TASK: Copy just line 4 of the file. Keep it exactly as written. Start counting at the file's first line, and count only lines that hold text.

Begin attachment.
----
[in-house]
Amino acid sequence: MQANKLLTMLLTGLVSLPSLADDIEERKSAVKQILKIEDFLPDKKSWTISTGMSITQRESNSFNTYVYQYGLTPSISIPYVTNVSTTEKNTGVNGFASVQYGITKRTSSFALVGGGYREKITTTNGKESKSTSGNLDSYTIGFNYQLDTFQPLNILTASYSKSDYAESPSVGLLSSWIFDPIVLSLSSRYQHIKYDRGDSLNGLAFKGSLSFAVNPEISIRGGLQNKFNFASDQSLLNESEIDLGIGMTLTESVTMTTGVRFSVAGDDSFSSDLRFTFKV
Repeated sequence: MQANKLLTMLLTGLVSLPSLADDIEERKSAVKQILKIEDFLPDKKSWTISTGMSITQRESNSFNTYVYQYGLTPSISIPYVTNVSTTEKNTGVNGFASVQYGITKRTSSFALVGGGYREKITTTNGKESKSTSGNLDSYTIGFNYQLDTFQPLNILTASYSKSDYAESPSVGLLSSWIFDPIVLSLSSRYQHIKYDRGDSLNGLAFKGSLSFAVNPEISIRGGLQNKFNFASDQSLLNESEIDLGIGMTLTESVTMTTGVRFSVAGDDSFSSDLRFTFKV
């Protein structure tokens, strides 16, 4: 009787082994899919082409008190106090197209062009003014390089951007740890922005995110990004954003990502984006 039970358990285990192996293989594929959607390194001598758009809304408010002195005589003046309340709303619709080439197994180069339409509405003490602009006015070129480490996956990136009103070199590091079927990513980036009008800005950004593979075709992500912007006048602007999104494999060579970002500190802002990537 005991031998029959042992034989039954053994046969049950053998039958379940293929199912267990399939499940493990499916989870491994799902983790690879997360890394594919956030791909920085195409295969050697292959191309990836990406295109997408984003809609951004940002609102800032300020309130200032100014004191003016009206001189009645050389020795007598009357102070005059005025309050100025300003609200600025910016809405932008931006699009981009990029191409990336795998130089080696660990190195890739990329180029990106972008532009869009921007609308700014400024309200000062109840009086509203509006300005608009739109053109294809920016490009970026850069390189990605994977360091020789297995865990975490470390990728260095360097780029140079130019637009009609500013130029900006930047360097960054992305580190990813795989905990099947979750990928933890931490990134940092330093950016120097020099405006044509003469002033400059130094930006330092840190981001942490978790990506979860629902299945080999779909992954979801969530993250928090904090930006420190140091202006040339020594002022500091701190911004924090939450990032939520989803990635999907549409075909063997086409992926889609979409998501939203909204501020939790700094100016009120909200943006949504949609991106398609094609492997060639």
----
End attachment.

């Protein structure tokens, strides 16, 4: 009787082994899919082409008190106090197209062009003014390089951007740890922005995110990004954003990502984006 039970358990285990192996293989594929959607390194001598758009809304408010002195005589003046309340709303619709080439197994180069339409509405003490602009006015070129480490996956990136009103070199590091079927990513980036009008800005950004593979075709992500912007006048602007999104494999060579970002500190802002990537 005991031998029959042992034989039954053994046969049950053998039958379940293929199912267990399939499940493990499916989870491994799902983790690879997360890394594919956030791909920085195409295969050697292959191309990836990406295109997408984003809609951004940002609102800032300020309130200032100014004191003016009206001189009645050389020795007598009357102070005059005025309050100025300003609200600025910016809405932008931006699009981009990029191409990336795998130089080696660990190195890739990329180029990106972008532009869009921007609308700014400024309200000062109840009086509203509006300005608009739109053109294809920016490009970026850069390189990605994977360091020789297995865990975490470390990728260095360097780029140079130019637009009609500013130029900006930047360097960054992305580190990813795989905990099947979750990928933890931490990134940092330093950016120097020099405006044509003469002033400059130094930006330092840190981001942490978790990506979860629902299945080999779909992954979801969530993250928090904090930006420190140091202006040339020594002022500091701190911004924090939450990032939520989803990635999907549409075909063997086409992926889609979409998501939203909204501020939790700094100016009120909200943006949504949609991106398609094609492997060639």